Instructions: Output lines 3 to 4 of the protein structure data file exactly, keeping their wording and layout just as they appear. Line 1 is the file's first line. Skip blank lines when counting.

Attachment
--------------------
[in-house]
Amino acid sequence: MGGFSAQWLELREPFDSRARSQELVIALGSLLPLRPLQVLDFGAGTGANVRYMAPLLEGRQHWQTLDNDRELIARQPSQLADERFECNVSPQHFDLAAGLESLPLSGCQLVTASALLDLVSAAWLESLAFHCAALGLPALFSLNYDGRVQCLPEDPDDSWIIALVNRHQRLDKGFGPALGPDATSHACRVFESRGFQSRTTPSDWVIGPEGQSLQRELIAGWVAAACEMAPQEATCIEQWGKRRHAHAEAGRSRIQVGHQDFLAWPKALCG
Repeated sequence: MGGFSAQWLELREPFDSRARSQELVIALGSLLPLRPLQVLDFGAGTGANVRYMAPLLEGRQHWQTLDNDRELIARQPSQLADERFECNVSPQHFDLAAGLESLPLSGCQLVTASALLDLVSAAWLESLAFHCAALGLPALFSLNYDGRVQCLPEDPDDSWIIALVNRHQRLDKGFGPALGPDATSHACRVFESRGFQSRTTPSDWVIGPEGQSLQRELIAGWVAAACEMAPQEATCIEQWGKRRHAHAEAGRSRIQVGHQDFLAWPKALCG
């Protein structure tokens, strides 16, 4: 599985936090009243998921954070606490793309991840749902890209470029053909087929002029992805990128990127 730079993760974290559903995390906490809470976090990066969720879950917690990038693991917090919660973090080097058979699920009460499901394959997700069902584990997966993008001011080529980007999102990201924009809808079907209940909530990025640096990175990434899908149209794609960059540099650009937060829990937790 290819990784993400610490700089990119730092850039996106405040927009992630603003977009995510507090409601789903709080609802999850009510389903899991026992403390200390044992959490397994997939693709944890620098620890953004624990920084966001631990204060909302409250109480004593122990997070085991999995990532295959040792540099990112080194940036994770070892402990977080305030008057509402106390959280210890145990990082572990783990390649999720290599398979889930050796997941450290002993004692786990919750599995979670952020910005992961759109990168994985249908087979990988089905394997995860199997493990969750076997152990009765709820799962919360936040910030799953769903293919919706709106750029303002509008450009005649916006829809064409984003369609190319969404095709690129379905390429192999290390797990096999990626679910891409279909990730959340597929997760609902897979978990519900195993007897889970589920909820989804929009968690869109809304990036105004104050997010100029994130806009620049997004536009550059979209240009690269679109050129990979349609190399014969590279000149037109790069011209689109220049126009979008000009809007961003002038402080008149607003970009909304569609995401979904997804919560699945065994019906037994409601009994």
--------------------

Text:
Repeated sequence: MGGFSAQWLELREPFDSRARSQELVIALGSLLPLRPLQVLDFGAGTGANVRYMAPLLEGRQHWQTLDNDRELIARQPSQLADERFECNVSPQHFDLAAGLESLPLSGCQLVTASALLDLVSAAWLESLAFHCAALGLPALFSLNYDGRVQCLPEDPDDSWIIALVNRHQRLDKGFGPALGPDATSHACRVFESRGFQSRTTPSDWVIGPEGQSLQRELIAGWVAAACEMAPQEATCIEQWGKRRHAHAEAGRSRIQVGHQDFLAWPKALCG
């Protein structure tokens, strides 16, 4: 599985936090009243998921954070606490793309991840749902890209470029053909087929002029992805990128990127 730079993760974290559903995390906490809470976090990066969720879950917690990038693991917090919660973090080097058979699920009460499901394959997700069902584990997966993008001011080529980007999102990201924009809808079907209940909530990025640096990175990434899908149209794609960059540099650009937060829990937790 290819990784993400610490700089990119730092850039996106405040927009992630603003977009995510507090409601789903709080609802999850009510389903899991026992403390200390044992959490397994997939693709944890620098620890953004624990920084966001631990204060909302409250109480004593122990997070085991999995990532295959040792540099990112080194940036994770070892402990977080305030008057509402106390959280210890145990990082572990783990390649999720290599398979889930050796997941450290002993004692786990919750599995979670952020910005992961759109990168994985249908087979990988089905394997995860199997493990969750076997152990009765709820799962919360936040910030799953769903293919919706709106750029303002509008450009005649916006829809064409984003369609190319969404095709690129379905390429192999290390797990096999990626679910891409279909990730959340597929997760609902897979978990519900195993007897889970589920909820989804929009968690869109809304990036105004104050997010100029994130806009620049997004536009550059979209240009690269679109050129990979349609190399014969590279000149037109790069011209689109220049126009979008000009809007961003002038402080008149607003970009909304569609995401979904997804919560699945065994019906037994409601009994």